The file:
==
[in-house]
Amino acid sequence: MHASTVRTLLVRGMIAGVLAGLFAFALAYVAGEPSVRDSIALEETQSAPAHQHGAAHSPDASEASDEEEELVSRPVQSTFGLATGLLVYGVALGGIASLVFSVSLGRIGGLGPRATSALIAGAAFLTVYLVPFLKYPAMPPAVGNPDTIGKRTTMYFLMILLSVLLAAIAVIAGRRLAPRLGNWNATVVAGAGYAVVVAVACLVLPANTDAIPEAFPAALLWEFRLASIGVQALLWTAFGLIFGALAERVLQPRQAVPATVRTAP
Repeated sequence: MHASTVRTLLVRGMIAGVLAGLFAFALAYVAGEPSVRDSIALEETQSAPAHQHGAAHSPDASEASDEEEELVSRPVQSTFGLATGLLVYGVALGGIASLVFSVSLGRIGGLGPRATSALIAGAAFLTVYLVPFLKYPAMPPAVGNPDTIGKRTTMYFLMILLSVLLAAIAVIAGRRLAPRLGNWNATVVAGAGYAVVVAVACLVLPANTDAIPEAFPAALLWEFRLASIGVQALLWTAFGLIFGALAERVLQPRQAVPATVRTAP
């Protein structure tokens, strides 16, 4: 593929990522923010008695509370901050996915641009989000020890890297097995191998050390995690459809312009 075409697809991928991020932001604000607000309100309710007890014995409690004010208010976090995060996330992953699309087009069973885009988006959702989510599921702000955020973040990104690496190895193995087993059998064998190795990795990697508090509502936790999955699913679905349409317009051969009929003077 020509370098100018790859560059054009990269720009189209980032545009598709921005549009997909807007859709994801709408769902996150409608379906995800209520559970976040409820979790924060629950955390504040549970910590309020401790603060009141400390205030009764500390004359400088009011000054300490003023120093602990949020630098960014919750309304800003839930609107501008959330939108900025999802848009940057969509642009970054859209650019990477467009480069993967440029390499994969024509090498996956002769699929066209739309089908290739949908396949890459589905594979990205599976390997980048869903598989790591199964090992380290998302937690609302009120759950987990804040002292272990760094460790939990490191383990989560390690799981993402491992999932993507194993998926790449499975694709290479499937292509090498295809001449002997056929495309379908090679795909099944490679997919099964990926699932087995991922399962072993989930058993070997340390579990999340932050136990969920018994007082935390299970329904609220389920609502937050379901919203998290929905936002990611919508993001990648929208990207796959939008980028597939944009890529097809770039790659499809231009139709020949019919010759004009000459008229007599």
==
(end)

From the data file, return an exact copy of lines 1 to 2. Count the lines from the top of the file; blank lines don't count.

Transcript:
[in-house]
Amino acid sequence: MHASTVRTLLVRGMIAGVLAGLFAFALAYVAGEPSVRDSIALEETQSAPAHQHGAAHSPDASEASDEEEELVSRPVQSTFGLATGLLVYGVALGGIASLVFSVSLGRIGGLGPRATSALIAGAAFLTVYLVPFLKYPAMPPAVGNPDTIGKRTTMYFLMILLSVLLAAIAVIAGRRLAPRLGNWNATVVAGAGYAVVVAVACLVLPANTDAIPEAFPAALLWEFRLASIGVQALLWTAFGLIFGALAERVLQPRQAVPATVRTAP